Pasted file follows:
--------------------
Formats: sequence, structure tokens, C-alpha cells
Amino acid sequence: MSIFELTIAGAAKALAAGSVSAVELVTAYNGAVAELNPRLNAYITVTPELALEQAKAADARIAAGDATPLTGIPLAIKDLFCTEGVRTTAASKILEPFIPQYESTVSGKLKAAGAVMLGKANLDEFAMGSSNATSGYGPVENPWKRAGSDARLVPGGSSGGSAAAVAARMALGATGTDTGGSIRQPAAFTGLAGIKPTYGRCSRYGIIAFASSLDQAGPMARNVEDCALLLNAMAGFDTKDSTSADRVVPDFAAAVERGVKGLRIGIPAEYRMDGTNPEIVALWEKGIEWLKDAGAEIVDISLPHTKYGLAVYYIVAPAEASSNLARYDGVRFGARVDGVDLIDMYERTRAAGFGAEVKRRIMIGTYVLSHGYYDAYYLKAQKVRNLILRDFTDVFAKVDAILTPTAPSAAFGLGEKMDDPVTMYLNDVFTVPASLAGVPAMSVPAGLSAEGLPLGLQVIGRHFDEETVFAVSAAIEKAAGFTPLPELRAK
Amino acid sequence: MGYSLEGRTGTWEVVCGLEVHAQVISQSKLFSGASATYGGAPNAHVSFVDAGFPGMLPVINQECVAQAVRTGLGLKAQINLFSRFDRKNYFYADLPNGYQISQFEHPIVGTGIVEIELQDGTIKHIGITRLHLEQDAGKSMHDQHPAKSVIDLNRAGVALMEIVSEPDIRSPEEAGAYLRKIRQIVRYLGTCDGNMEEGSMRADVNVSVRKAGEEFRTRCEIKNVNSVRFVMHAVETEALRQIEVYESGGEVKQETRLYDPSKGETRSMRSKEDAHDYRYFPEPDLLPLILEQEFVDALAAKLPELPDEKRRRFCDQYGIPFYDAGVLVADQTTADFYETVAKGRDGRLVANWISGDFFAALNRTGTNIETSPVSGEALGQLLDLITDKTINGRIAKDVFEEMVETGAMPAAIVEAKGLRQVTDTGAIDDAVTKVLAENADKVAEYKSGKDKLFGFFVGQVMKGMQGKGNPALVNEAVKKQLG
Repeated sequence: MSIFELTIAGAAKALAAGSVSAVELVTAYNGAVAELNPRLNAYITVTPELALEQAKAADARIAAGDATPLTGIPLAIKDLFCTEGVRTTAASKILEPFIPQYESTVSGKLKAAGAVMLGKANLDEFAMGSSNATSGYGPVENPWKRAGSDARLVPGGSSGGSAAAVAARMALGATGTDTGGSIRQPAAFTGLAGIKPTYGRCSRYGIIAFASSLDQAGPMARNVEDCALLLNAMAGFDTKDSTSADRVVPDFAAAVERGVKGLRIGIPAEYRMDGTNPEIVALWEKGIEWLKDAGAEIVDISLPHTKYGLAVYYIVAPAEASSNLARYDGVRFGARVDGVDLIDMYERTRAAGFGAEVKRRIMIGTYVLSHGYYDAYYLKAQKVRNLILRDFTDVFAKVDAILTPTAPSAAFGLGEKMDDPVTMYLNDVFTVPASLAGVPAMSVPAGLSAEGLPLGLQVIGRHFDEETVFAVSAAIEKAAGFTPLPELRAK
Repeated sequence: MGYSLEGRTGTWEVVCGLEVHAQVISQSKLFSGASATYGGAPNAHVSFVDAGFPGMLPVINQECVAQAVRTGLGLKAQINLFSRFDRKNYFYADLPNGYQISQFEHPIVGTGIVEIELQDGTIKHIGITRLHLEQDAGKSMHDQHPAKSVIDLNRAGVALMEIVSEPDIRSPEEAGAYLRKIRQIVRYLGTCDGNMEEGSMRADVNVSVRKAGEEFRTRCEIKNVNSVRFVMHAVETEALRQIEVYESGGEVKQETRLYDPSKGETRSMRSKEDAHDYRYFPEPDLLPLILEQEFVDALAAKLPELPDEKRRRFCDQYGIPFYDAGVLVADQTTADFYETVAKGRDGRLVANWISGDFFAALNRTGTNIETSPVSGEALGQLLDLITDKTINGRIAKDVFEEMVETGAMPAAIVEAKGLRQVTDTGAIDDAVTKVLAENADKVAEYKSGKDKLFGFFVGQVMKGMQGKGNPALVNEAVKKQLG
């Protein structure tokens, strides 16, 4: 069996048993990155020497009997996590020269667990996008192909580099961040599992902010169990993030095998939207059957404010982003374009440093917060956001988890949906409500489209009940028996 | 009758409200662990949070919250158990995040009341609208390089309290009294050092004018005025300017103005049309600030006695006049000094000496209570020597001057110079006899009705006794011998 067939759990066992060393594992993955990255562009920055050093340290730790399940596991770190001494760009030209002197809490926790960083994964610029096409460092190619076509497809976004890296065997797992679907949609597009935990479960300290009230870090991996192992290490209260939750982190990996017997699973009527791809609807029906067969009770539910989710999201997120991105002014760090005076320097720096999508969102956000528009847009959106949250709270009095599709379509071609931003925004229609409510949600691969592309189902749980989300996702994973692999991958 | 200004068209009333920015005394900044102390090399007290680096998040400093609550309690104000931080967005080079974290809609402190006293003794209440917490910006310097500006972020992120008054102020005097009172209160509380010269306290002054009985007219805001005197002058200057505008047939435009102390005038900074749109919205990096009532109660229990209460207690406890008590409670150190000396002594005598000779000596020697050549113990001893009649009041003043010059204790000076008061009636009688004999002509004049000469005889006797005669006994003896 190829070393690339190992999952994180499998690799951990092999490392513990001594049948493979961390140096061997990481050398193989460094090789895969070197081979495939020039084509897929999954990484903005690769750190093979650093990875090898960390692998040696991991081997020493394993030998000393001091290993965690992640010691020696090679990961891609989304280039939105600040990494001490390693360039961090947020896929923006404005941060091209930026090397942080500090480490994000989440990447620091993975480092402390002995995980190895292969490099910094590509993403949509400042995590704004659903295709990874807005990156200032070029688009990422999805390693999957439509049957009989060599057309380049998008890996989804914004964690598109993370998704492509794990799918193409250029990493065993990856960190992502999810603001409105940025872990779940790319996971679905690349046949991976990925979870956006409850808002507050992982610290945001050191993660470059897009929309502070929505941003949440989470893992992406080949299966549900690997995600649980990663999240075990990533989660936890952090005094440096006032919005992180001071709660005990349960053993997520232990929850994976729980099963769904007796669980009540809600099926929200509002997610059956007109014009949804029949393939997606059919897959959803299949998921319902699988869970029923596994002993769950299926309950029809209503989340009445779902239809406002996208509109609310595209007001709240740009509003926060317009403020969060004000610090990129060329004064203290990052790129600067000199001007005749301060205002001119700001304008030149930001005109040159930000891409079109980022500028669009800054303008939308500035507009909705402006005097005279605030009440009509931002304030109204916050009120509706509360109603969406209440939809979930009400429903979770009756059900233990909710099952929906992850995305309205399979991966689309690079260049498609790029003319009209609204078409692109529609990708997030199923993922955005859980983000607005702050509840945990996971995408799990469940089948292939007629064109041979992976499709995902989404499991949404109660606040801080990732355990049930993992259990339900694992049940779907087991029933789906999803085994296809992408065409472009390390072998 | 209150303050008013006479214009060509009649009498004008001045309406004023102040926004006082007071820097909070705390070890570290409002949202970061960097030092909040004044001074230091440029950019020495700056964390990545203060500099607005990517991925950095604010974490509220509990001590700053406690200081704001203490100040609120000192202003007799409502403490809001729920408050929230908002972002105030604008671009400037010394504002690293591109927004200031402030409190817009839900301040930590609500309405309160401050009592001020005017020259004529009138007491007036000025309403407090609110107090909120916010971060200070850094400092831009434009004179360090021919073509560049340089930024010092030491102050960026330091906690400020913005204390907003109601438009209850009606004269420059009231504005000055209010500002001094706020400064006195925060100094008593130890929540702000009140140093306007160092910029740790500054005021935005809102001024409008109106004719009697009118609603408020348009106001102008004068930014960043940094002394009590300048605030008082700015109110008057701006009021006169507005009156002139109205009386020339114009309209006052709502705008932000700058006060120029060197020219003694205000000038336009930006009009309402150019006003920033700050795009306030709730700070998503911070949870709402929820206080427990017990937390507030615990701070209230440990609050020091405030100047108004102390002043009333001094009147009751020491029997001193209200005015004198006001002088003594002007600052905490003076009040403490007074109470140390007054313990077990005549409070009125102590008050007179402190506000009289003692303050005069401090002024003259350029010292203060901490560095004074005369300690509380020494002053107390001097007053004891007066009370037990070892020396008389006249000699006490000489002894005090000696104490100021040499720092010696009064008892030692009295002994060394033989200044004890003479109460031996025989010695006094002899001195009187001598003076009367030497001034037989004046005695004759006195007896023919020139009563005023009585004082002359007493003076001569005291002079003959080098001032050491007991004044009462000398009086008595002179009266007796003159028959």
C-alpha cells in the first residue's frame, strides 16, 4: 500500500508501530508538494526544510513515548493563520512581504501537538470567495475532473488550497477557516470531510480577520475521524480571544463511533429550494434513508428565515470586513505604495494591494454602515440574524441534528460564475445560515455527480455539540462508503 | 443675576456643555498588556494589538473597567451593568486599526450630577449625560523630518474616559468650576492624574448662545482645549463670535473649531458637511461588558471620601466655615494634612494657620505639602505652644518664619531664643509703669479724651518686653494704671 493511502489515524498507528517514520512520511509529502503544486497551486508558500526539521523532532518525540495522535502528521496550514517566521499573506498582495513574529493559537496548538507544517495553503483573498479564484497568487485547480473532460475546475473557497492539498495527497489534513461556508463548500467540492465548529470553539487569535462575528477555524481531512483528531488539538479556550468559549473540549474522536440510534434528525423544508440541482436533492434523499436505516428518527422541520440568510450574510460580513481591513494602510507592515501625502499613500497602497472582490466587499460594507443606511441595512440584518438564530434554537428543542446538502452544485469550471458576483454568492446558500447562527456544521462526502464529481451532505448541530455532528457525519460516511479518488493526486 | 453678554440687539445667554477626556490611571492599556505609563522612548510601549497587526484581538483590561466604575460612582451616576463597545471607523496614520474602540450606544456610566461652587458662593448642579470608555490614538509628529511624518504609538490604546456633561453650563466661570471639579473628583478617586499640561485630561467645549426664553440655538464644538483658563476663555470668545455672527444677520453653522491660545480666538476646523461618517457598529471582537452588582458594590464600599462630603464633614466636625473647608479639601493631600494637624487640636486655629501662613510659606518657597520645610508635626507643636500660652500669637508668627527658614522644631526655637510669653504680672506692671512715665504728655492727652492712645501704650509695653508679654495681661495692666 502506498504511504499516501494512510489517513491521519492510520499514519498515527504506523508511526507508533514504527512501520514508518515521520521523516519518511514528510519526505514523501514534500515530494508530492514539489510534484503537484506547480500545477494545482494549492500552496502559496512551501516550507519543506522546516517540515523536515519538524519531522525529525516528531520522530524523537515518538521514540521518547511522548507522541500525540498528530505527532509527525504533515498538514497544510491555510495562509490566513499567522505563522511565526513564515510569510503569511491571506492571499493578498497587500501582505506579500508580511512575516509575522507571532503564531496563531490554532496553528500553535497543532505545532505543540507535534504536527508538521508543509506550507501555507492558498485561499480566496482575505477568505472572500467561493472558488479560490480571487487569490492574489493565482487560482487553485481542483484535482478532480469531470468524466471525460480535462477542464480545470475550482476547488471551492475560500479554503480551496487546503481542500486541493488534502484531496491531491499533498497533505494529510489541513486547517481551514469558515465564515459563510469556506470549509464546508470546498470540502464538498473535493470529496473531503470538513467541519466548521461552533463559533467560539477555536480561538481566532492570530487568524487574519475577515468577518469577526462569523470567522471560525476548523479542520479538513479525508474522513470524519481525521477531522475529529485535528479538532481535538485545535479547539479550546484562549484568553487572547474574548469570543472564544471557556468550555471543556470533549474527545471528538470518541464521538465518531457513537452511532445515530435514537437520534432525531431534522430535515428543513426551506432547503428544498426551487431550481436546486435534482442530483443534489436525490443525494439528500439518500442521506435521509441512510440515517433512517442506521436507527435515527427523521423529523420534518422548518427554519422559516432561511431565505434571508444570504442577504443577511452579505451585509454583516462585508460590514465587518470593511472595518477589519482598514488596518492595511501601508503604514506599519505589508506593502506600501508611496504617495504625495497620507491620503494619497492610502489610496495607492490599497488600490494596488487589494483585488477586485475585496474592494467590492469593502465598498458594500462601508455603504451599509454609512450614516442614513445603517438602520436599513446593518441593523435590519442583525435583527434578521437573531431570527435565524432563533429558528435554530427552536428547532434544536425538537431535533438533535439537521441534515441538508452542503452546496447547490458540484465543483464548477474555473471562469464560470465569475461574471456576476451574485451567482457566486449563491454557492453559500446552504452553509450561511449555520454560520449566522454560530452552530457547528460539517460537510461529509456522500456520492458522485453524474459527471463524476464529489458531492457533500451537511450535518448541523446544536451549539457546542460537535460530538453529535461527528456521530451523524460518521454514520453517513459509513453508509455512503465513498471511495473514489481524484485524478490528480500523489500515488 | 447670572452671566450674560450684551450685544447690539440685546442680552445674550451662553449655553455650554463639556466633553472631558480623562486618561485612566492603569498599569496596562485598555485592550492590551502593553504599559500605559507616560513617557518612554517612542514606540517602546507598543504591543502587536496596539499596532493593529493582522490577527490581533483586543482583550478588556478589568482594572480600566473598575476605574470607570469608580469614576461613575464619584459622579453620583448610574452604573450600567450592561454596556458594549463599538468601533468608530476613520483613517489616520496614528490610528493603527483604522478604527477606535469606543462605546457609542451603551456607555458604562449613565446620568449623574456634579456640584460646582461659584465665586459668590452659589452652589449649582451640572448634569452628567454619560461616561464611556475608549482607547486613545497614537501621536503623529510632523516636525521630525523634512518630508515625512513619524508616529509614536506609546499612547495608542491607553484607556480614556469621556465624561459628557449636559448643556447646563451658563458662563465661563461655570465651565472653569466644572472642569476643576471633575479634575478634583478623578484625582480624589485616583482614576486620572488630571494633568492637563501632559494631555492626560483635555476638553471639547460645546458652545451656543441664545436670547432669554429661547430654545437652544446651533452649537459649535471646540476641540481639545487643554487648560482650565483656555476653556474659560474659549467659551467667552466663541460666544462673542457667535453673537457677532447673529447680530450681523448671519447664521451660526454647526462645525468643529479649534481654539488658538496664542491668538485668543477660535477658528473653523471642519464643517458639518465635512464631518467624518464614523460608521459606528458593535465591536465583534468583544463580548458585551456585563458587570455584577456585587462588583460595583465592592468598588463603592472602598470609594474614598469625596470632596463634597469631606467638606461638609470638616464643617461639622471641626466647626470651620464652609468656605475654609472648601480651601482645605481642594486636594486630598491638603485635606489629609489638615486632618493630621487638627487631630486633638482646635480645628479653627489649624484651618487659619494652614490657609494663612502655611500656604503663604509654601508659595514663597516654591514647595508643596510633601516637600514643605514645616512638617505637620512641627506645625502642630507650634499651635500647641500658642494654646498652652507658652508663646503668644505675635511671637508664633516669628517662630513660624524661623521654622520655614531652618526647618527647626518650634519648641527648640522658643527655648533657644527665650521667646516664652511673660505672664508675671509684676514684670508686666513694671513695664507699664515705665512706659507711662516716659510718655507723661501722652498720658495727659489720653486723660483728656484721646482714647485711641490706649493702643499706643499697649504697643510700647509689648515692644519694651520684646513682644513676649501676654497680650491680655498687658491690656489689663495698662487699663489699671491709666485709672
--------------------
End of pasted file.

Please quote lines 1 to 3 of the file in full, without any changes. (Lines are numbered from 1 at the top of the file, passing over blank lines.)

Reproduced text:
Formats: sequence, structure tokens, C-alpha cells
Amino acid sequence: MSIFELTIAGAAKALAAGSVSAVELVTAYNGAVAELNPRLNAYITVTPELALEQAKAADARIAAGDATPLTGIPLAIKDLFCTEGVRTTAASKILEPFIPQYESTVSGKLKAAGAVMLGKANLDEFAMGSSNATSGYGPVENPWKRAGSDARLVPGGSSGGSAAAVAARMALGATGTDTGGSIRQPAAFTGLAGIKPTYGRCSRYGIIAFASSLDQAGPMARNVEDCALLLNAMAGFDTKDSTSADRVVPDFAAAVERGVKGLRIGIPAEYRMDGTNPEIVALWEKGIEWLKDAGAEIVDISLPHTKYGLAVYYIVAPAEASSNLARYDGVRFGARVDGVDLIDMYERTRAAGFGAEVKRRIMIGTYVLSHGYYDAYYLKAQKVRNLILRDFTDVFAKVDAILTPTAPSAAFGLGEKMDDPVTMYLNDVFTVPASLAGVPAMSVPAGLSAEGLPLGLQVIGRHFDEETVFAVSAAIEKAAGFTPLPELRAK
Amino acid sequence: MGYSLEGRTGTWEVVCGLEVHAQVISQSKLFSGASATYGGAPNAHVSFVDAGFPGMLPVINQECVAQAVRTGLGLKAQINLFSRFDRKNYFYADLPNGYQISQFEHPIVGTGIVEIELQDGTIKHIGITRLHLEQDAGKSMHDQHPAKSVIDLNRAGVALMEIVSEPDIRSPEEAGAYLRKIRQIVRYLGTCDGNMEEGSMRADVNVSVRKAGEEFRTRCEIKNVNSVRFVMHAVETEALRQIEVYESGGEVKQETRLYDPSKGETRSMRSKEDAHDYRYFPEPDLLPLILEQEFVDALAAKLPELPDEKRRRFCDQYGIPFYDAGVLVADQTTADFYETVAKGRDGRLVANWISGDFFAALNRTGTNIETSPVSGEALGQLLDLITDKTINGRIAKDVFEEMVETGAMPAAIVEAKGLRQVTDTGAIDDAVTKVLAENADKVAEYKSGKDKLFGFFVGQVMKGMQGKGNPALVNEAVKKQLG